Published on June 30, 2011 at 4:48 AM
Researchers from Scynexis Inc. of Research Triangle Park, N.C., and Anacor Pharmaceuticals in Palo Alto, Calif., sponsored by the Drugs for Neglected Diseases initiative, on Tuesday reported in the journal PLoS Neglected Tropical Diseases that a new experimental drug kills the parasite that causes African sleeping sickness in mice and will enter human clinical trials this year, ScienceNOW reports (Leslie, 6/28).
Officially called human African trypanosomiasis (HAT), sleeping sickness "is caused by the parasite Trypanosoma brucei, is transmitted by the bite of the tsetse fly … affects at least 30,000 people each year in central Africa and is lethal without treatment," the Los Angeles Times notes. "Current drugs used for the disease require sophisticated diagnosis and drug infusions that are not typically available in the African regions most affected by trypanosomiasis, and the drugs themselves are frequently lethal," the newspaper writes. While the disease is endemic in 36 central African countries, two-thirds of all cases are recorded in the Democratic Republic of Congo, according to the newspaper (Maugh, 6/28).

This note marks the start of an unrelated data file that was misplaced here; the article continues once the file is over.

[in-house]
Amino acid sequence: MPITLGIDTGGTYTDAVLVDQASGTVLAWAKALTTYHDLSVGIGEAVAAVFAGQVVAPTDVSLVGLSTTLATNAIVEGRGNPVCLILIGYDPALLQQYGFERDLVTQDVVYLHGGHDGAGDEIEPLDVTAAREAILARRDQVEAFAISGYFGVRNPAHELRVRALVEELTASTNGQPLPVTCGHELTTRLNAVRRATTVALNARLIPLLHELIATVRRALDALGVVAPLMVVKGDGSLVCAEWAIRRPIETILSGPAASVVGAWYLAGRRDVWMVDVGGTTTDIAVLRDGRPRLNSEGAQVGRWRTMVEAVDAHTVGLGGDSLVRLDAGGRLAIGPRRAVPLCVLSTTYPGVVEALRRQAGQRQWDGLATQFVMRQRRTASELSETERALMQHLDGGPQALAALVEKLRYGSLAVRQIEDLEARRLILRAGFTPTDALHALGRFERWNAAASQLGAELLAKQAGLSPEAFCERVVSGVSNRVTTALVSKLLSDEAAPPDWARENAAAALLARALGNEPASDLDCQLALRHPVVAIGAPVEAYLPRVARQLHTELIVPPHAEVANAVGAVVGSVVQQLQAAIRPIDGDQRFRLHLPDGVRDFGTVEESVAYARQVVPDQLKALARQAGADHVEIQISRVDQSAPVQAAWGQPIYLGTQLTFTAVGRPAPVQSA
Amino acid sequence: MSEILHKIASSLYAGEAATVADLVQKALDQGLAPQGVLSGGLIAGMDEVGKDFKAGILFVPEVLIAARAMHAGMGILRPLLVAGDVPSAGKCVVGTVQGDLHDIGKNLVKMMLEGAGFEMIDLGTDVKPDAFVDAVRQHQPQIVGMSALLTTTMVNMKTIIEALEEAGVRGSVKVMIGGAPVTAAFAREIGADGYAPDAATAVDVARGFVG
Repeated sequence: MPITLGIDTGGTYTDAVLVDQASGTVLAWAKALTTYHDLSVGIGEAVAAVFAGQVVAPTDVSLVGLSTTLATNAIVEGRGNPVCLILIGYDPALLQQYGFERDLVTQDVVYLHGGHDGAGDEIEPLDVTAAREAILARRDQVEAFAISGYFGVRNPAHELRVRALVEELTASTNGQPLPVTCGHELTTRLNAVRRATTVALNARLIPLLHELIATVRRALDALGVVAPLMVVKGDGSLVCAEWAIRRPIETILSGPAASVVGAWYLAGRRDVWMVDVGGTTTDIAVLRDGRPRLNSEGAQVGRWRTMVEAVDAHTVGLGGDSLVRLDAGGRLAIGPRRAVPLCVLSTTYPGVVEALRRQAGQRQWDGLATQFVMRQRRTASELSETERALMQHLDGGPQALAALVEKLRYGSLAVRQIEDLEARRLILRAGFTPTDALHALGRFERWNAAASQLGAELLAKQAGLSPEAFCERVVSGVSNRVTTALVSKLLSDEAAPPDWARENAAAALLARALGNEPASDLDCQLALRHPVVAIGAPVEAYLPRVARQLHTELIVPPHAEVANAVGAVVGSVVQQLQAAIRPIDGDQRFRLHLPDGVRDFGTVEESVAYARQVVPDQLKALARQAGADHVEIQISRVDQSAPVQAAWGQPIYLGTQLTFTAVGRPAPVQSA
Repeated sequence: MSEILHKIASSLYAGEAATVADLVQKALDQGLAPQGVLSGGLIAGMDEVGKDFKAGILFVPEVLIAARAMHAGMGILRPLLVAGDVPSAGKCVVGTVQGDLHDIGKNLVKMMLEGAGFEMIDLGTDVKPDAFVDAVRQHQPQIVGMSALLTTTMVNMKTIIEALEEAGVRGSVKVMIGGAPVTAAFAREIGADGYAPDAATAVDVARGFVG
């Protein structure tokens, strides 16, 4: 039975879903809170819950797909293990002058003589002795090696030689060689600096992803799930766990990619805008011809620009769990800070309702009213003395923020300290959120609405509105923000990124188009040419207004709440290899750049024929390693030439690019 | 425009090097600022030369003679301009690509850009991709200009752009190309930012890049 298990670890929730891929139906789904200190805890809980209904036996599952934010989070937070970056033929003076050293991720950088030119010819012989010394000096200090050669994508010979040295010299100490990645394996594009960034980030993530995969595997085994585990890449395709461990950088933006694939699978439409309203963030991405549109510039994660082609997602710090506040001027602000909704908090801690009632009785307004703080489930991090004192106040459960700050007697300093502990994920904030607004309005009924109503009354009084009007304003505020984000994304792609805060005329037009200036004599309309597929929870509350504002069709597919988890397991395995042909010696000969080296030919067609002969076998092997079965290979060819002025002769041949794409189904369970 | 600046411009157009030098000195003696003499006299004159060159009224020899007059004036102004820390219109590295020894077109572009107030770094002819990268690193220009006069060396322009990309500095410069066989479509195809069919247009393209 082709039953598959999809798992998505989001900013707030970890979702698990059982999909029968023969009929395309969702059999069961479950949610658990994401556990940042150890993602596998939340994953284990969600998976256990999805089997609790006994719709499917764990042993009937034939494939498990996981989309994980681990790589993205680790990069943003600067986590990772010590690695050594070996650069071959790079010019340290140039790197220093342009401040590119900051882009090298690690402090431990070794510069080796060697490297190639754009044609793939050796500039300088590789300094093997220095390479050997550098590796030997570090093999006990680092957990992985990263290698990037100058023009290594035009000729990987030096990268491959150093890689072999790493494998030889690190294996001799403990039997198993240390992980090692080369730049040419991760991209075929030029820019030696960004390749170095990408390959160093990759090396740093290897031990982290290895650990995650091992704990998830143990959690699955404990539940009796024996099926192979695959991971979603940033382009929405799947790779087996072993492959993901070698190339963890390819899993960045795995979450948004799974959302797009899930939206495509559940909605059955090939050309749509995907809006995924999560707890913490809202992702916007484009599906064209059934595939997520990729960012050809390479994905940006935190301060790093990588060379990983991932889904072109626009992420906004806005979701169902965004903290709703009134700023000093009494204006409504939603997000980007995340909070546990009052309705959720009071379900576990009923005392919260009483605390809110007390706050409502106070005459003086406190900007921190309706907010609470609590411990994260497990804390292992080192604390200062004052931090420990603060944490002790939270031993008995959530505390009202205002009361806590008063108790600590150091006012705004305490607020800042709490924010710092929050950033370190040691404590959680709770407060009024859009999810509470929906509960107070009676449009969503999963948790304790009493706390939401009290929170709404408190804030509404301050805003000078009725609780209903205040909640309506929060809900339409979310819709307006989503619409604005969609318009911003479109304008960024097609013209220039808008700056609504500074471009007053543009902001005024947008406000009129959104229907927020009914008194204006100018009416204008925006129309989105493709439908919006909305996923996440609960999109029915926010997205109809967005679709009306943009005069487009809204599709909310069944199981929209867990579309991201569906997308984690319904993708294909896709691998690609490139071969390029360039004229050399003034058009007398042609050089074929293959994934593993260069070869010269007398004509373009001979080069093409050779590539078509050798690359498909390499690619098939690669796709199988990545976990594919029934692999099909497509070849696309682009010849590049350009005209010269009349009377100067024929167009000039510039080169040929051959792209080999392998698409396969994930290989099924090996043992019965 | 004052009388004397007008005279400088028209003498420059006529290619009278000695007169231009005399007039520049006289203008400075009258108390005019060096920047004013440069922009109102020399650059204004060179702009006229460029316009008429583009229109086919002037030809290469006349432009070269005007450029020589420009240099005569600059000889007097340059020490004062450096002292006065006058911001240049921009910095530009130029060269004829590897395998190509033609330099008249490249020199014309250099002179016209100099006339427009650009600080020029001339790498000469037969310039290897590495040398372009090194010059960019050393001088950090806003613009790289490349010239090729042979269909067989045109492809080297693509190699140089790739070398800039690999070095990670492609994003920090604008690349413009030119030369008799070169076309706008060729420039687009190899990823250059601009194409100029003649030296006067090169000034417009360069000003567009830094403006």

This article was reprinted from kaiserhealthnews.org with permission from the Henry J. Kaiser Family Foundation. Kaiser Health News, an editorially independent news service, is a program of the Kaiser Family Foundation, a nonpartisan health care policy research organization unaffiliated with Kaiser Permanente.